Text and ilustration: Michal Fárek

Panavia Tornado ECR

In the Luftwaffe service


In the second half of 1960s it became clear that the

gradually aging combat aircraft, such as F-104G, Fiat

G.91, BAC Lightning needed to be replaced by a new

generation of the airplanes combining the intercepting and attacking capabilities in one design meeting

the requirements of the several Western European

countries at the same time.

German Tornado ECR reg. 46+30 (cn 837/GS263/4330) and 46+29

(cn 833/GS262/4329) during take-off in Volkel, Netherlands, during NTM

2010 (7 October 2010).

(photo: Petr Soukop)

In 1969 a consortium Panavia Aircraft Gmbh

was established consolidating the requirements of Great Britain, Germany, Italy and

Netherlands (in 1970 withdrew from the development due to its complexity) into one

common program to develop a new combat

aircraft. Initial plans counted on developing

one single version which would meet all the

requirements. This solution led to a dead end

and ultimately the basic attack version IDS

(Interdictor/Strike) was developed and utilized by all program participants in moderately different variants and several further special versions for specific air forces. Thus, in

the Great Britain ADV (Air Defense Variant)

version was developed with a reworked fuselage nose section to enable an interceptor

role. It was designated by the RAF as F2 or

wing technology enabling the best flight performance within a wide range of altitudes

and airspeeds. The P01 prototype made its

maiden flight on August 14, 1974 in Manching,

West Germany. The first production aircraft

were delivered to the RAF and Luftwaffe in

June 1979. Italian AMI followed in September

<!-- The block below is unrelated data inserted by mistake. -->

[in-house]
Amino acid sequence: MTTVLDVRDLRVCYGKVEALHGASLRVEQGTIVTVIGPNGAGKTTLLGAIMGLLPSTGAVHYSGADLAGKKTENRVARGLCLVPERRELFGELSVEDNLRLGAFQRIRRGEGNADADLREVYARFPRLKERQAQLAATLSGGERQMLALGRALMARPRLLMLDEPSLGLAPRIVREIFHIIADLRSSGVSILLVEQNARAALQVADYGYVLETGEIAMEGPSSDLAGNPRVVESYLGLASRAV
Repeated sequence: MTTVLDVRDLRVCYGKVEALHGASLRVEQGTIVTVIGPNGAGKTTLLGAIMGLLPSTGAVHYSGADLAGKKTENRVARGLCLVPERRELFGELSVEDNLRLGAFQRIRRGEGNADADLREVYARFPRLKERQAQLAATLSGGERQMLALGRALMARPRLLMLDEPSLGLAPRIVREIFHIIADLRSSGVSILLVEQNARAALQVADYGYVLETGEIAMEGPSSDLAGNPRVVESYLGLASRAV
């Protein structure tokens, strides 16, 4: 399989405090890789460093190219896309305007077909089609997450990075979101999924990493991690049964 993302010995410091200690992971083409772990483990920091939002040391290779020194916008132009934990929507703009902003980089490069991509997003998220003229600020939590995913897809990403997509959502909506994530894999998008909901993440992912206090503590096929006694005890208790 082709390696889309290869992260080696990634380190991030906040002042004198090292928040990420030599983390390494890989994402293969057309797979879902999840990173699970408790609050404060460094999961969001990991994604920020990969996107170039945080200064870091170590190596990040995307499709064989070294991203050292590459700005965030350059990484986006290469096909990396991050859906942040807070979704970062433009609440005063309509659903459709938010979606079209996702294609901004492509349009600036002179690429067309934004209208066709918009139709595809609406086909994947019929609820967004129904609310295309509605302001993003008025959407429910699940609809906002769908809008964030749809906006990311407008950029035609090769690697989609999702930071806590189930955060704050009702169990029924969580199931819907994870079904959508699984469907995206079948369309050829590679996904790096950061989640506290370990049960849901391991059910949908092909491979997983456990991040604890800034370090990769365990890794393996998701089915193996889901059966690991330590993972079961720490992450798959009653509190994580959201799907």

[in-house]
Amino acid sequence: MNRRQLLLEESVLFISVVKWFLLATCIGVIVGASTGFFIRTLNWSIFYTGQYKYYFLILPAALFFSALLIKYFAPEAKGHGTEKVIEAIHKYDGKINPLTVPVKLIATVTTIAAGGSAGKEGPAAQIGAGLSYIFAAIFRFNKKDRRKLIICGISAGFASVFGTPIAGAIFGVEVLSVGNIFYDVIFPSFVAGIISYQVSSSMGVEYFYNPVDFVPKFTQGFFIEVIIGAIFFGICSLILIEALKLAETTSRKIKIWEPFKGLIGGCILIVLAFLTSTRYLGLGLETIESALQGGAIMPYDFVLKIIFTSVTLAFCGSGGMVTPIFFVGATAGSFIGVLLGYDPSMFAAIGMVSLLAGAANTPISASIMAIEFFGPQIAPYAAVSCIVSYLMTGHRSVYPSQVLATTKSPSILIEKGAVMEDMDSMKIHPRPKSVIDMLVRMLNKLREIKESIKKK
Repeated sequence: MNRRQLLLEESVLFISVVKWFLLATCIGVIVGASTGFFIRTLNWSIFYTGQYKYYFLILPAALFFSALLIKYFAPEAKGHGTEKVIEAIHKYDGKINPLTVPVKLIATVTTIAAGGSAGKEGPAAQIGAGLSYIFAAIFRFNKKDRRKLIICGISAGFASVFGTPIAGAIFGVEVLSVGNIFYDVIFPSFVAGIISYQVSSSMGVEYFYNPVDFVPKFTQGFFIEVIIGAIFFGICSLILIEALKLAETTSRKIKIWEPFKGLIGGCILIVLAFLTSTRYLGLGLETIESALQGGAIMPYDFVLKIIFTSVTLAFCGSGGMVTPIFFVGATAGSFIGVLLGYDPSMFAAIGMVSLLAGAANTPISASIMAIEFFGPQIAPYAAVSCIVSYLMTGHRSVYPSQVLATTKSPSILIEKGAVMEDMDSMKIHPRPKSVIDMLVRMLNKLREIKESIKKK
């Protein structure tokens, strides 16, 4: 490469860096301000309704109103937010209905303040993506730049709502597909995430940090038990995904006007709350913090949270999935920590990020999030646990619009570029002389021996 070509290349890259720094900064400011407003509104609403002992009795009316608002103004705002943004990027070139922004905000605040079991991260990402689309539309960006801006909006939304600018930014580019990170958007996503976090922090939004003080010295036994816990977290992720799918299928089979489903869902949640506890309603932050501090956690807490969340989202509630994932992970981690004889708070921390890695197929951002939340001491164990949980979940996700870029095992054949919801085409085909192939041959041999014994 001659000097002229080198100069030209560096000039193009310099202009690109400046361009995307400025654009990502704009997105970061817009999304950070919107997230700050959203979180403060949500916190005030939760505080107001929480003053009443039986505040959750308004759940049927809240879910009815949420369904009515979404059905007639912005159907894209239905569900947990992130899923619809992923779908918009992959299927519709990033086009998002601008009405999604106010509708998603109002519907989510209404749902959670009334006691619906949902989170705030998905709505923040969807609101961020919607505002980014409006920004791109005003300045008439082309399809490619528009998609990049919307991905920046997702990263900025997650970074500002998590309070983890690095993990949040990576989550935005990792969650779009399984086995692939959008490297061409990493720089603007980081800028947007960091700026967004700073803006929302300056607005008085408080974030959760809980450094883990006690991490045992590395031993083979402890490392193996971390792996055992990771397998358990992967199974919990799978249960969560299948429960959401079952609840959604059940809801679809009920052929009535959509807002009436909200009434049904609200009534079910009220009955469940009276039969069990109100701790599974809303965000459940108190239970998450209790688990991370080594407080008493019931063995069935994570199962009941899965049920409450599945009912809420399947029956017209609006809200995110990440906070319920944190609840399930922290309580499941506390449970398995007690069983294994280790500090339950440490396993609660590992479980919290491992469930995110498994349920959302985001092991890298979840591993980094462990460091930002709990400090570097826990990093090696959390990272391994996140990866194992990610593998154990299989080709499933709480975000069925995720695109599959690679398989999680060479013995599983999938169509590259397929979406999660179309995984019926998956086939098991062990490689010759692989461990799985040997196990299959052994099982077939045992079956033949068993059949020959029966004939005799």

1981. In June 1980, at RAF base Cottesmore

the common training unit was established

and designed Tri-National Tornado Training

Establishment -TTTE. The Tornado program

is frequently quoted as the most successful

common European combat aircraft project.

The total production almost reached 1000 airframes, a very respectable number.


F3 depending on the version and a reconnaissance variant GR1A/GR4A based on the

essential design GR1/GR4. Another version

is ECR (Electronic Combat/Reconnaissance)

whose role is to suppress the enemy’s air

defense and radio-electronic reconnaissance. This version is flown by German Luftwaffe and in moderately modified variants by

Italian Aeronautica Militare. Further development in Germany led to the Recce version to fulfill the reconnaissance roles. Many

aircraft are equipped with the second set of

controls in the rear cockpit for an instructor.

These aircraft are used for training but retain

their full combat capability.

Tornado is the first European aircraft design

equipped with fly-by-wire controls and at the

time of development quite fashionable swept

INFO Eduard - FEBRUARY 2022